Thousands in U.S. to Join Church

Many Feel They Have Found a Home

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WASHINGTON, D.C., MARCH 11, 2008 (Zenit.org).- Tens of thousands of Americans will join the Catholic Church this Holy Saturday through the Rite of Christian Initiation of Adults.



Many of those in the RCIA program participated in the Rite of Election with their bishops at the beginning of Lent and will be baptized, confirmed and receive Communion for the first time this Saturday. More, who already have been baptized, will embrace full membership in the Catholic Church.

The numbers vary across dioceses. The Diocese of Orange, California, for example, will baptize more than 650 people and welcome more than 500 others into full communion at the Easter Vigil.

The Archdiocese of Detroit registers some of the largest numbers with 589 catechumens receiving full initiation and 497 candidates from other Christian traditions being received into full communion. Although technically not part of the RCIA, 289 baptized Catholics will also receive confirmation and Eucharist.

In Ohio, the Archdiocese of Cincinnati will welcome during the Easter Vigil 437 catechumens and 541 candidates for a total of 978 people; another 65 candidates were brought into the Church at other times during the year.

Most of those coming into the Church through the RCIA program are adults, but in some instances children are part of both groups, usually as members of a family that enters the Church together.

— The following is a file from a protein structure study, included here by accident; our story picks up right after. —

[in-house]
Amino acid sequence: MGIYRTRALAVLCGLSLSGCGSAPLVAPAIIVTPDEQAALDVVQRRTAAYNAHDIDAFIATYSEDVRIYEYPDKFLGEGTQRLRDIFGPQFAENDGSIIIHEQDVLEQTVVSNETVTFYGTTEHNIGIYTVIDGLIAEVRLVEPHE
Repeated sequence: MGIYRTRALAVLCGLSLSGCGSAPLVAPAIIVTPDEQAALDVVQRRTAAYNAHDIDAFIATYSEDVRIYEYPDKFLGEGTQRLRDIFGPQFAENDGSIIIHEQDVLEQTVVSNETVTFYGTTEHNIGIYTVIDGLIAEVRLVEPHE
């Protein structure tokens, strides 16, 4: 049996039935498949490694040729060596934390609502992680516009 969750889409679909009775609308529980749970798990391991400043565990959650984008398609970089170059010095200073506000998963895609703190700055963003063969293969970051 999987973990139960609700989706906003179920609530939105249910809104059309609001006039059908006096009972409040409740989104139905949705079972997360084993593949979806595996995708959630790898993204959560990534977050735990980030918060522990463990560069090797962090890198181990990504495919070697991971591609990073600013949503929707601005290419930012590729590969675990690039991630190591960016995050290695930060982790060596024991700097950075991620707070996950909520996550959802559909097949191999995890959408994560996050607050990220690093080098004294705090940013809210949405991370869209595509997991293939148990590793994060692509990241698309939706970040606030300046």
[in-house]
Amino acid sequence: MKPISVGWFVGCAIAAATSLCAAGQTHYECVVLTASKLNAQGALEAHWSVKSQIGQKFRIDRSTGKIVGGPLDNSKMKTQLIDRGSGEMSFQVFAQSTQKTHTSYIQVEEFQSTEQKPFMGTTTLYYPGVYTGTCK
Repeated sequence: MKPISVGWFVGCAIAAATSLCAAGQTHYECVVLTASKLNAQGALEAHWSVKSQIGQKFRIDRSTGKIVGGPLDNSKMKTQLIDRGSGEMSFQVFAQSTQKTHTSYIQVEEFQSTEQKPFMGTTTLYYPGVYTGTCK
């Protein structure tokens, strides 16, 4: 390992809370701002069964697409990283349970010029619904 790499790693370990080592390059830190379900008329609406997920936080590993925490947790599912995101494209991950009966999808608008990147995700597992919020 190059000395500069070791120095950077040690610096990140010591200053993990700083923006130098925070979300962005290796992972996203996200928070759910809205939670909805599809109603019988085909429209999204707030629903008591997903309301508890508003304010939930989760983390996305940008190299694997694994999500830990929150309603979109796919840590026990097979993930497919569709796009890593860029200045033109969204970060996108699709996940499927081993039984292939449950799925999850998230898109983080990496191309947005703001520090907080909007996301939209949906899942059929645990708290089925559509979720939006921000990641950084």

According to early figures from the 2007 Official Catholic Directory, last year almost 64,500 adults were baptized in the Catholic Church and nearly 93,000 came into full communion.

These numbers are supplemented by the baptisms of infants that occur in parishes throughout the year. It is estimated that more than a million infant baptisms will take place in the U.S. during 2008.

Search is over

The backgrounds of the people seeking to be baptized or to enter into full communion by receiving first Communion and/or confirmation vary, but many express the sentiment that they are coming home.

Mark Ma, a second year student at the University of Virginia, who has a major in economics and a minor in philosophy, was born in Beijing, to agnostic parents.

A self-defined hard-line atheist through high school, he started talking to Christians of different denominations, read a few Christian works and began to pray.

After soul searching and historical research he found his home in the Catholic Church.

In another instance, when Kimberly Grub moved from Texas to Rhode Island, she decided to embark up on something she’d been wanting to do for a long time -- get closer to God.

Feeling the discomfort that comes in moving to a new place, she found comfort and community at St. Lucy’s Church in Middletown, and will become a member of the Catholic Church on Holy Saturday.

The Rite of Christian Initiation of Adults is an ancient rite that was reinstituted in the Church following the Second Vatican Council. It is the usual means for adults to come into the Church.